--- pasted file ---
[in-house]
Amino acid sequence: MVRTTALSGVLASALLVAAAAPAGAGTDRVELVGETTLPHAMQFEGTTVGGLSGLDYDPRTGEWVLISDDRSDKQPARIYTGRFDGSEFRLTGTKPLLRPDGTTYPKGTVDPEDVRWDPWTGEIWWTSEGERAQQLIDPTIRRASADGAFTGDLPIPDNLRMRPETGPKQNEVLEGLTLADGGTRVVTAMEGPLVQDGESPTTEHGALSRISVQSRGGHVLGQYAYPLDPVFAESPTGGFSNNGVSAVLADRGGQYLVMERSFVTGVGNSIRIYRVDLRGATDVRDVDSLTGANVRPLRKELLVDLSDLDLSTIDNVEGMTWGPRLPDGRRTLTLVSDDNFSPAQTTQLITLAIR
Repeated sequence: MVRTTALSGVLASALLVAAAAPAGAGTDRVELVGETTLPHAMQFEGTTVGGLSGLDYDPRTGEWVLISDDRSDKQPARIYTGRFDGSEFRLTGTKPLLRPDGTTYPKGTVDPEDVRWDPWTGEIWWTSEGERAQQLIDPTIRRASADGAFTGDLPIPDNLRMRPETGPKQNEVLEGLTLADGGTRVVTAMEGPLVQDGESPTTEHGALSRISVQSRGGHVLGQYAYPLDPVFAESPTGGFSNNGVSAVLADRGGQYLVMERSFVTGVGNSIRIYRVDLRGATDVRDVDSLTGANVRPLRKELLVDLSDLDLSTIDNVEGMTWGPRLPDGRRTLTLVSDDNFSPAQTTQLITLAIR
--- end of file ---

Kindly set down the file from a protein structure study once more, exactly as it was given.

[in-house]
Amino acid sequence: MVRTTALSGVLASALLVAAAAPAGAGTDRVELVGETTLPHAMQFEGTTVGGLSGLDYDPRTGEWVLISDDRSDKQPARIYTGRFDGSEFRLTGTKPLLRPDGTTYPKGTVDPEDVRWDPWTGEIWWTSEGERAQQLIDPTIRRASADGAFTGDLPIPDNLRMRPETGPKQNEVLEGLTLADGGTRVVTAMEGPLVQDGESPTTEHGALSRISVQSRGGHVLGQYAYPLDPVFAESPTGGFSNNGVSAVLADRGGQYLVMERSFVTGVGNSIRIYRVDLRGATDVRDVDSLTGANVRPLRKELLVDLSDLDLSTIDNVEGMTWGPRLPDGRRTLTLVSDDNFSPAQTTQLITLAIR
Repeated sequence: MVRTTALSGVLASALLVAAAAPAGAGTDRVELVGETTLPHAMQFEGTTVGGLSGLDYDPRTGEWVLISDDRSDKQPARIYTGRFDGSEFRLTGTKPLLRPDGTTYPKGTVDPEDVRWDPWTGEIWWTSEGERAQQLIDPTIRRASADGAFTGDLPIPDNLRMRPETGPKQNEVLEGLTLADGGTRVVTAMEGPLVQDGESPTTEHGALSRISVQSRGGHVLGQYAYPLDPVFAESPTGGFSNNGVSAVLADRGGQYLVMERSFVTGVGNSIRIYRVDLRGATDVRDVDSLTGANVRPLRKELLVDLSDLDLSTIDNVEGMTWGPRLPDGRRTLTLVSDDNFSPAQTTQLITLAIR